WITH all the rain we’ve had in East Lothian, weeds sometimes seem to grow faster than my vegetables. Nonetheless, hardly a day passes without something to harvest.
Geoff Hamilton, who was one of my favourite TV gardeners, said: “gardening is half achievement and half optimism”. This is particularly true just now. There are early potatoes to dig, salads, courgettes and soft fruit. And the bounty continues until the first frosts, with pumpkins and squashes still to look forward to.
Vegetables and soft fruit are not the only allotment produce. A fruit tree is a permanent and trouble-free asset to a plot. I have a plum tree. As weeds threaten to overwhelm me, I am cheered up by the prospect of the plum crop just round the corner.
A really good way of making your allotment personal to you is to plant a fruit tree or two. I recently had a tour of Kate’s newly acquired plot on the idyllic site on Moncrieffe Island in the Tay. She had chosen a very special apple tree called the Bardsey Apple, renowned for its unique lemony flavour. It originates from the island of that name in Cardigan Bay, Wales, where an old apple tree grows against a house wall, perhaps descended from trees once grown in a Cistercian monastery orchard there.
On our site we have a legacy from Eddie, a former plotholder, who was challenged to prove his horticultural skills by grafting a medlar on to the rootstock of a whitebeam. The fruit is an acquired taste, but its beautiful blossom and link with the past ensure it continues to be cherished by the present plotholder.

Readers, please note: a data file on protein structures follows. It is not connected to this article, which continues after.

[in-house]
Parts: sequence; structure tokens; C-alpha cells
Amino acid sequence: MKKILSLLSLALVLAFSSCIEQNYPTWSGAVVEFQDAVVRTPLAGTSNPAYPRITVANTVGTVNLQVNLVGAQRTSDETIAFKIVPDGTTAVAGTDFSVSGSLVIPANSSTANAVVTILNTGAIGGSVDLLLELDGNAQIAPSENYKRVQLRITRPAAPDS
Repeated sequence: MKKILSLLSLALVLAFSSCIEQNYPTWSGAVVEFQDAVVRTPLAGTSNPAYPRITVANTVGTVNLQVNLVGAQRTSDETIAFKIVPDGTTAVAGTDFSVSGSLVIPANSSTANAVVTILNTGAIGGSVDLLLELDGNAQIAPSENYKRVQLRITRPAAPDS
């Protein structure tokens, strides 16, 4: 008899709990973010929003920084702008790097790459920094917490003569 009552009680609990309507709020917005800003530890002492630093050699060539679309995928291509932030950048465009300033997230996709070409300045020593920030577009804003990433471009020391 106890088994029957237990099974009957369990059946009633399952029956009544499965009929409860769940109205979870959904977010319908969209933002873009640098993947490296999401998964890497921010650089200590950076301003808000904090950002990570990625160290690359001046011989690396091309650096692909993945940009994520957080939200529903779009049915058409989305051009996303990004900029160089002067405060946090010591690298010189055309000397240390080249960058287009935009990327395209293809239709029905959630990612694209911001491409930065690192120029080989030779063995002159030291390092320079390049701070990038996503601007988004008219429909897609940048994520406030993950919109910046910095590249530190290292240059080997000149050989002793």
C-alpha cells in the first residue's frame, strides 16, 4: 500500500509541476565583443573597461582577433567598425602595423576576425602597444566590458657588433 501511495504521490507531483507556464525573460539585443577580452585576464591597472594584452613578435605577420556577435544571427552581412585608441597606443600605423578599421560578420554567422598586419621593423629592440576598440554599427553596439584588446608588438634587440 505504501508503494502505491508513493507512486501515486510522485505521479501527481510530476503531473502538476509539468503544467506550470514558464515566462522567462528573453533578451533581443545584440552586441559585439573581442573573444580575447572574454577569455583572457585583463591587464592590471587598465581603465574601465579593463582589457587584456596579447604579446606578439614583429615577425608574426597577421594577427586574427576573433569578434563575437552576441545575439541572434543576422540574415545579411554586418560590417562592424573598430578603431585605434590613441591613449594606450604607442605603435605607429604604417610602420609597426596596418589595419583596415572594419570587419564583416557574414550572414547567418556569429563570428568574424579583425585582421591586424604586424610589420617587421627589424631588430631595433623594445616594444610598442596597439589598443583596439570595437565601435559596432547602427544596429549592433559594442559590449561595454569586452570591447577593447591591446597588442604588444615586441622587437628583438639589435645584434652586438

Not all sites will have room for standard fruit trees, which could grow too big and cause a nuisance by shading your neighbours’ plots. However, fan-trained, cordon or step-over trees can make a lovely edible boundary. While supermarket bargains can occasionally be picked up, I think it’s important to choose carefully. It becomes easier to justify the additional expense of buying from a specialist if you remember that your tree will bear fruit for a generation or longer.
Ken Cox and Caroline Beaton’s new book, Fruit and Vegetables for Scotland, has a helpful chapter on fruit trees that thrive particularly well in Scotland, with some very specific regional advice to help you choose something ideally suited to your location and taste.
• Fruit and Vegetables for Scotland by Kenneth Cox and Caroline Beaton published by Birlinn is out now, priced £20.
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Weather for Edinburgh
Thursday 23 May 2013
Temperature: 5 C to 10 C
Wind Speed: 23 mph
Wind direction: North west
Temperature: 4 C to 13 C
Wind Speed: 17 mph
Wind direction: North east